A field titled controls in Home Assistant with buttons allowing to play/pause media, shutdown, and sleep a Windows machine.

    Quick actions are like Android quick settings for Windows

    The easiest way of describing the quick actions is by comparing them to quick actions on Android. By hitting a hotkey combination, you can quickly control Home Assistant lights, automations, scripts, media players, etc. you have set up in HASS.Agent.

    Two quick actions in the HASS.Agent application that allow you to toggle lights and pause a media player through Home Assistant.

    This feature is also what differentiates HASS.Agent from other, comparable, services such as HASS Workstation Service. You can choose the same actions that are available in Home Assistant itself, such as on, off, toggle, play, and pause. I do wish I could customize the look of the quick actions, but as HASS.Agent is in early development, I'm hoping additional options will be added somewhere down the line.

    Native Windows notifications from Home Assistant

    Last, but definitely not least, the notification capabilities of HASS.Agent need to be mentioned. By installing the HASS.Agent Notifier using HACS, you can send native Windows notifications from Home Assistant. These can include a title, a message, and an image. Of course, you can also use templates when setting up these notifications in scripts and automations.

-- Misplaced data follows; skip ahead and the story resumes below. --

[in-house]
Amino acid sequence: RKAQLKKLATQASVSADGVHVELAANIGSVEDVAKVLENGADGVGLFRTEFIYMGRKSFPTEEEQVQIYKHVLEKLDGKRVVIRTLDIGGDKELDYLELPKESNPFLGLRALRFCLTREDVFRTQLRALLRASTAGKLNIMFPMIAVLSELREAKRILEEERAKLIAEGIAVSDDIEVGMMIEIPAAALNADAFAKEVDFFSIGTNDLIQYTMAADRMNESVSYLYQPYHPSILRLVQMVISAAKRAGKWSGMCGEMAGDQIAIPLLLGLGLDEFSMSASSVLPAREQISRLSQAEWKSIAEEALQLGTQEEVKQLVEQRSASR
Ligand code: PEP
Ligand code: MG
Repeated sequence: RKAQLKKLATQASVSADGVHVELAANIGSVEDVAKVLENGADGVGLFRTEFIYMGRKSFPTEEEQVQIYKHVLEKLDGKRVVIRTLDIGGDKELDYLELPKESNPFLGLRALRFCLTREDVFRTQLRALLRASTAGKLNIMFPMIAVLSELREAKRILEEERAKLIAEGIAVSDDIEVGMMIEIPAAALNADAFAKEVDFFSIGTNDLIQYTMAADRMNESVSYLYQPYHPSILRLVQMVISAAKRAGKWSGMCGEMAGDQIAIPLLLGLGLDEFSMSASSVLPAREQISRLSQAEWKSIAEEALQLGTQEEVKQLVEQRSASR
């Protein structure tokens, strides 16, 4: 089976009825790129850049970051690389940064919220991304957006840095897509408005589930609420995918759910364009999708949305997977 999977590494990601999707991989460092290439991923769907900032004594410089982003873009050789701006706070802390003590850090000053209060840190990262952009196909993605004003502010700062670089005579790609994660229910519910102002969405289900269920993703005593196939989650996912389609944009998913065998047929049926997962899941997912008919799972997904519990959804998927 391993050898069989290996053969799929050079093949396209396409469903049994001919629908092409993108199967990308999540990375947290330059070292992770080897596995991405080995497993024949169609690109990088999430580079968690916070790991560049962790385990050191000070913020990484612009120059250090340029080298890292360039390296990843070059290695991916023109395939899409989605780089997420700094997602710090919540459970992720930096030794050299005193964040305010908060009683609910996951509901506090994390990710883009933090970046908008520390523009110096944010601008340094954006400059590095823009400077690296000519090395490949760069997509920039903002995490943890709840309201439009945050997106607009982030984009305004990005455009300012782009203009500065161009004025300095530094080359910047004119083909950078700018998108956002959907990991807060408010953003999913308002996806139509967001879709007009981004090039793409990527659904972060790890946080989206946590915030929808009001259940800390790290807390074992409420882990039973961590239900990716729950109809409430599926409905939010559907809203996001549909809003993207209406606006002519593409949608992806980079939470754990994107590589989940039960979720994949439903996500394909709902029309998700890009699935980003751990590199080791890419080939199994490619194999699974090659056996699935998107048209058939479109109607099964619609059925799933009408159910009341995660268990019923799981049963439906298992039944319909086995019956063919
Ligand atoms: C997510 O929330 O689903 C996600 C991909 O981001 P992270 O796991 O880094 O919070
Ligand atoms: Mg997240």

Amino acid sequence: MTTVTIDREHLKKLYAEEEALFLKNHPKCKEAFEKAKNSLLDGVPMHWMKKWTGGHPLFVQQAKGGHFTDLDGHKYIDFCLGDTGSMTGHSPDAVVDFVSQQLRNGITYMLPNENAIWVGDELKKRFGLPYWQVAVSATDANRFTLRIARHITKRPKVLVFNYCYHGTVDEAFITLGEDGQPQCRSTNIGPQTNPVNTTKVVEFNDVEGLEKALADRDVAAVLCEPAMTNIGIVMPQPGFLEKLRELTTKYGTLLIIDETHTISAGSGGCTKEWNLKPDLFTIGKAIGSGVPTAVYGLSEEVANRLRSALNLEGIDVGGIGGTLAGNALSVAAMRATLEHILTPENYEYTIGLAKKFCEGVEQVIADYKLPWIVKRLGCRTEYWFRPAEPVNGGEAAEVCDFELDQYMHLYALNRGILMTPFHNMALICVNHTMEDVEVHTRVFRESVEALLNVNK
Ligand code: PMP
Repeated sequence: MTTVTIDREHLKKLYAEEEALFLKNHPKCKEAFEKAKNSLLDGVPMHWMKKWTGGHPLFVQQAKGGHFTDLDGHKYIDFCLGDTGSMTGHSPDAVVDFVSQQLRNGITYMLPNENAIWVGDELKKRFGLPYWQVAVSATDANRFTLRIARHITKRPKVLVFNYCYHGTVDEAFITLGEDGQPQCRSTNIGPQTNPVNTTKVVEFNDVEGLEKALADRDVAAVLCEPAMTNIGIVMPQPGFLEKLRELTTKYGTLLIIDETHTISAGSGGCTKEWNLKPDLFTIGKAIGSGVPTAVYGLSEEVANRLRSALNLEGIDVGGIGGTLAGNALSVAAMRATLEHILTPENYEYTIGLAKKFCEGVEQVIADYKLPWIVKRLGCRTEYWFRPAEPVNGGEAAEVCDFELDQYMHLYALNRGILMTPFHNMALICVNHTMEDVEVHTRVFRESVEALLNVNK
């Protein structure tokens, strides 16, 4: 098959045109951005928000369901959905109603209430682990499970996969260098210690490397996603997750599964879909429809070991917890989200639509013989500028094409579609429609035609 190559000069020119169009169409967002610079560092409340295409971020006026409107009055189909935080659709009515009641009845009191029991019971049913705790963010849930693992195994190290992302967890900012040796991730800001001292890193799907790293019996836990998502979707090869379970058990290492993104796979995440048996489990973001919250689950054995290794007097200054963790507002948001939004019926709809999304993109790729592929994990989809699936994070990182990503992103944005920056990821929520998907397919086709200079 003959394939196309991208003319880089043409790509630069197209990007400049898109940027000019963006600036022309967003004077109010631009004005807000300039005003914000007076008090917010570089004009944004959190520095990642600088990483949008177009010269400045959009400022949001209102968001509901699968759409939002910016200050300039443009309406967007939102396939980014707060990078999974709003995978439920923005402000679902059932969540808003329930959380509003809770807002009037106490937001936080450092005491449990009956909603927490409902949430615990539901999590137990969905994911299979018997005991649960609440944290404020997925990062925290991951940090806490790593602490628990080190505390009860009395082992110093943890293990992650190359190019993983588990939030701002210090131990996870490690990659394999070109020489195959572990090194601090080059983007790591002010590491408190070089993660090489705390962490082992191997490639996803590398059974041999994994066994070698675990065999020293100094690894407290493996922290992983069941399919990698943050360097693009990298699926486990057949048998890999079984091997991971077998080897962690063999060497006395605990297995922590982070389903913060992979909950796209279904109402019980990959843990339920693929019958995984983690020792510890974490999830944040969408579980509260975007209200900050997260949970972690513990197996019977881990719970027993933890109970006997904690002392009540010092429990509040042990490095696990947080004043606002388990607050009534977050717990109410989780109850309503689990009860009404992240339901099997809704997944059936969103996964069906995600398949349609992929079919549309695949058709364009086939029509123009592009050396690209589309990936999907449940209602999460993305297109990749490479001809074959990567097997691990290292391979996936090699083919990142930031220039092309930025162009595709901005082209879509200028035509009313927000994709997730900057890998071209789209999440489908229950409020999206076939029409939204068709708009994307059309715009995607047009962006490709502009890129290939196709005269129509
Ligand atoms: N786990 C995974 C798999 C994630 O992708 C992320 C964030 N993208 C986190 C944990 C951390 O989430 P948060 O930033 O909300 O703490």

HASS.Agent: Early verdict

    Despite being in the early stages of development, HASS.Agent provides a solid integration between Home Assistant and Windows. At the time of writing, my Windows laptop is running version b2022.11.2, and I haven't experienced any crashes, lag, memory leaks, or the like.

    With development on IOT Link left untouched for almost a last year, System Bridge refusing to launch on my system, and HASS Workstation Service having fewer features, I won't be uninstalling HASS.Agent anytime soon.

    A portrait photo oif Liam Alexander Colman, the author, creator, and owner of Home Assistant Guide wearing a suit.

    About Liam Alexander Colman

    is an experienced Home Assistant user who has been utilizing the platform for a variety of projects over an extended period. His journey began with a Raspberry Pi, which quickly grew to three Raspberry Pis and eventually a full-fledged server. Liam's current operating system of choice is Unraid, with Home Assistant comfortably running in a Docker container.
    With a deep understanding of the intricacies of Home Assistant, Liam has an impressive setup, consisting of various Zigbee devices, and seamless integrations with existing products such as his Android TV box. For those interested in learning more about Liam's experience with Home Assistant, he shares his insights on how he first started using the platform and his subsequent journey.


      • Who are these people? Home Assistant is open source, you can check out every single line of code.